Wednesday, February 10, 2016

Romancing the Cover

A Flame Run Wild,#PinoDaeni,#romance,#cover,#writingtips,#fiction,#romancewriters
Pino Daeni
I have been a long-time fan of Pino Daeni (November 8, 1939 – May 25, 2010). Thanks to my darling husband, I am also the proud owner of several of his paintings. I would stare at his work every time we entered an art store. I loved his portraiture, but what I really wanted was to be able to paint like that. Alas, portrait painting is one of those dreams that got away, but I get to admire his technique on a daily basis.

Long ago in the publishing world, artists were commissioned to create original paintings. Pino’s impressionist romantic style graced over 3,000 book covers, movie posters, and magazine illustrations.


Pino began illustrating books for Italian publishers. When he moved to New York, his work caught the attention of Dell, Zebra, Bantam, Simon & Schuster, Penguin USA, Dell, and Harlequin. His romance novel covers graced works by Danielle Steel, Sylvie Summerfield, and Amanda Ashley and featured the famous model Fabio.


Alas, Pino left the book illustration business to focus on his own work and the beautiful paintings of past decades have been replaced by photography of muscled men and seductive sirens. 

The art of the cover has further been diluted by the use of stock photos, sometimes the same photo and models on multiple covers.

Here is a list of sites you can visit to build your own sizzling cover.

1. Romance Novel Covers

2. Novel Expression

3. Glass Giant

4. Creativ Indie Covers

5. The Book Cover Designer

6. Self Pub Book Covers

You can even mock-up your own hot romance at Romance Novel Yourself.

Tweet: As much as the process has changed, nothing sells a romance novel better than a cover featuring a passionate embrace by “beautiful people.”

As to whether featuring only "beautiful people" sends a healthy message, is an argument for another day.

You can further explore the romance genre with the following posts:

Sex Versus Romance

The Rules of Romance

Bad Romance

Diana Hurwitz
 is the author of Story Building Blocks: The Four Layers of Conflict, Story Building Blocks II: Crafting Believable Conflict, Story Building Blocks III: The Revision Layers, and the YA adventure series Mythikas Island. Her weekly blog, Game On: Crafting Believable Conflict explores how characters behave and misbehave. Visit for more information and free writing tools. You can follow her on Facebook and Twitter.


  1. Wow, Daeni's artwork is gorgeous. Thanks for the reminder that this can be a beautiful art form. Some of the modern cut-and-past cover models can feel a bit commercial, though I know that's not always the case.

  2. And they say, 'Don't judge a book by it's cover' ... what do 'they' know?

    1. I'm pretty sure the romance cover says it all. :)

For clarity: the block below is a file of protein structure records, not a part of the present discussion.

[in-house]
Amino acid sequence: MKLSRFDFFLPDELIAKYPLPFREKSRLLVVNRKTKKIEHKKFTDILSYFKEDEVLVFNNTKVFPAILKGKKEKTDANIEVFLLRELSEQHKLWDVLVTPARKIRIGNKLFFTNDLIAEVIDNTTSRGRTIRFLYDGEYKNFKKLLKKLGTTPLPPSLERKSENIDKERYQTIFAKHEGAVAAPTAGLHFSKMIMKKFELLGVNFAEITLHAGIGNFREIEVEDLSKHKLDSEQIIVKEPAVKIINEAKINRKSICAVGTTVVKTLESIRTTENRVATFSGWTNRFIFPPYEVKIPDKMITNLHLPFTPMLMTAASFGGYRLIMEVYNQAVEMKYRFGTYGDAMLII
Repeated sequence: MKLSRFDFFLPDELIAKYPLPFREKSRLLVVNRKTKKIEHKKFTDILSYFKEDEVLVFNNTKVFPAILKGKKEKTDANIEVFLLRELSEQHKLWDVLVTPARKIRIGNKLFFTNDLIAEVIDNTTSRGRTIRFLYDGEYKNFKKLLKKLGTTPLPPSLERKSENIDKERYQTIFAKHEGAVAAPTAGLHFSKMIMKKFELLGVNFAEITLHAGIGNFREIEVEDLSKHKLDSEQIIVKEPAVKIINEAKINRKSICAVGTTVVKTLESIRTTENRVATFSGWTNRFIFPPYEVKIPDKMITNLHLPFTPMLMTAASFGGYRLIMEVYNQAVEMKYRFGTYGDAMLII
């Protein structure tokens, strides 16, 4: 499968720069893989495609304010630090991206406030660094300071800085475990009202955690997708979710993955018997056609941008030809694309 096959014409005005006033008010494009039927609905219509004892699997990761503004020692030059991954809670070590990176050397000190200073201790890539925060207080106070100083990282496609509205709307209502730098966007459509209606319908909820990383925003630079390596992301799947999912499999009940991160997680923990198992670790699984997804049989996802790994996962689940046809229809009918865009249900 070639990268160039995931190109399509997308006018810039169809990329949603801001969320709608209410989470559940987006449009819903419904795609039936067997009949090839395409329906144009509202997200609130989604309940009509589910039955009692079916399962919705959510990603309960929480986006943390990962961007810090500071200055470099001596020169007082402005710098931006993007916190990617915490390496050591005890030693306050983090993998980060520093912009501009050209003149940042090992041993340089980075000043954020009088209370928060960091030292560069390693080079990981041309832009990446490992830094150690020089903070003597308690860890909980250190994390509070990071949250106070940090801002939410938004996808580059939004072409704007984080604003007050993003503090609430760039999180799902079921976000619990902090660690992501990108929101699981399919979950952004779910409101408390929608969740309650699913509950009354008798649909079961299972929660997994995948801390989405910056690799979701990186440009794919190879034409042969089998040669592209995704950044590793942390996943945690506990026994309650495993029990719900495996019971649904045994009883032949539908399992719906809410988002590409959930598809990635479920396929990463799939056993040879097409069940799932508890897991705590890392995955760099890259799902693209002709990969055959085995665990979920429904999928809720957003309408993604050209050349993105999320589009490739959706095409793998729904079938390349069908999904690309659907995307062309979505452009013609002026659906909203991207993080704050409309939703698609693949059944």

3. Thanks for this, Diana. I was a fashion illustrator for many years, and now that art has mostly been replaced by photographs. I'm not sure which stores are still illustrating, but there aren't many. Also, great magazine illustrators are a thing of the past, and it's sad. These covers are gorgeous. What a lost art.

  4. Thanks for the list of places to go for cover ideas. I confess to using stock covers, but since I don't pick the first ones that come up, so far I haven't seen anyone else using them.

    1. I could look at some of those sites all day, especially Deviant Art.

  5. I was struck by your topic for another day: whether featuring only "beautiful people" on book covers sends a healthy message. As a well-seasoned lady, I would like to suggest that occasionally featuring those who could be middle-aged or a bit older might open up a whole new audience of readers -- assuming the cover accurately represents the story, of course. Let's face it: we're never going to be young again, and there are a lot of us older folks. However, we're far from dead.

    Back in the early 50s, my mother listened to soap operas on the radio. One of her favorites was "The Romance of Helen Trent." The lead character was 35 throughout the program's 27-year run (1933 - 1960; 7,222 episodes), and her forever boyfriend was Gil Whitney. The premise of the story was whether a woman of (the ripe old age of) 35 could find romance and happiness. Since I don't recall that Helen and Gil ever married, I have to wonder whether the writers believed that a 35-year-old woman had passed her prime and was destined to be an old maid. Hmmm. As the saying goes, snow on the roof doesn't mean there's no fire in the furnace. Personally, I'd like to see some older (slim, attractive, and healthy-looking) models on book covers. I might even buy the books. :-)

    1. Why do they have to be slim? :) I did see a post once that mocked up romance covers with "normal, everyday" people. The results were comical because they were photographed that way, but what if we made sure it wasn't comical? Don't get me started on the assumption that anyone over 55 isn't interested in sex!


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